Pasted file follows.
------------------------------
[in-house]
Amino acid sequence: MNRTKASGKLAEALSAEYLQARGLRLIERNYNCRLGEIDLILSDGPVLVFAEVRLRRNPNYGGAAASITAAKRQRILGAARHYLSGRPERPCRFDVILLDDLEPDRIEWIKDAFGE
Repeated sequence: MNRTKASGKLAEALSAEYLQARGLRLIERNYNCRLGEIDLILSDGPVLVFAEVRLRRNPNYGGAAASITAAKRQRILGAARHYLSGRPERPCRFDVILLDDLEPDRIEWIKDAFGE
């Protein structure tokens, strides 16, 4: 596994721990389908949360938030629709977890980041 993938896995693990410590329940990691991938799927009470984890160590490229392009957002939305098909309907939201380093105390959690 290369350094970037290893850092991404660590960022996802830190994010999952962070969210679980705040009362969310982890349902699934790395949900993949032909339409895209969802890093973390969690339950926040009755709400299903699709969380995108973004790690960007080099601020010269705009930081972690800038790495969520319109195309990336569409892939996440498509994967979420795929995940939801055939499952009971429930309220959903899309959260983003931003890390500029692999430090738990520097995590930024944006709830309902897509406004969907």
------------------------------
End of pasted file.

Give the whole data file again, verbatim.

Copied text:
[in-house]
Amino acid sequence: MNRTKASGKLAEALSAEYLQARGLRLIERNYNCRLGEIDLILSDGPVLVFAEVRLRRNPNYGGAAASITAAKRQRILGAARHYLSGRPERPCRFDVILLDDLEPDRIEWIKDAFGE
Repeated sequence: MNRTKASGKLAEALSAEYLQARGLRLIERNYNCRLGEIDLILSDGPVLVFAEVRLRRNPNYGGAAASITAAKRQRILGAARHYLSGRPERPCRFDVILLDDLEPDRIEWIKDAFGE
């Protein structure tokens, strides 16, 4: 596994721990389908949360938030629709977890980041 993938896995693990410590329940990691991938799927009470984890160590490229392009957002939305098909309907939201380093105390959690 290369350094970037290893850092991404660590960022996802830190994010999952962070969210679980705040009362969310982890349902699934790395949900993949032909339409895209969802890093973390969690339950926040009755709400299903699709969380995108973004790690960007080099601020010269705009930081972690800038790495969520319109195309990336569409892939996440498509994967979420795929995940939801055939499952009971429930309220959903899309959260983003931003890390500029692999430090738990520097995590930024944006709830309902897509406004969907």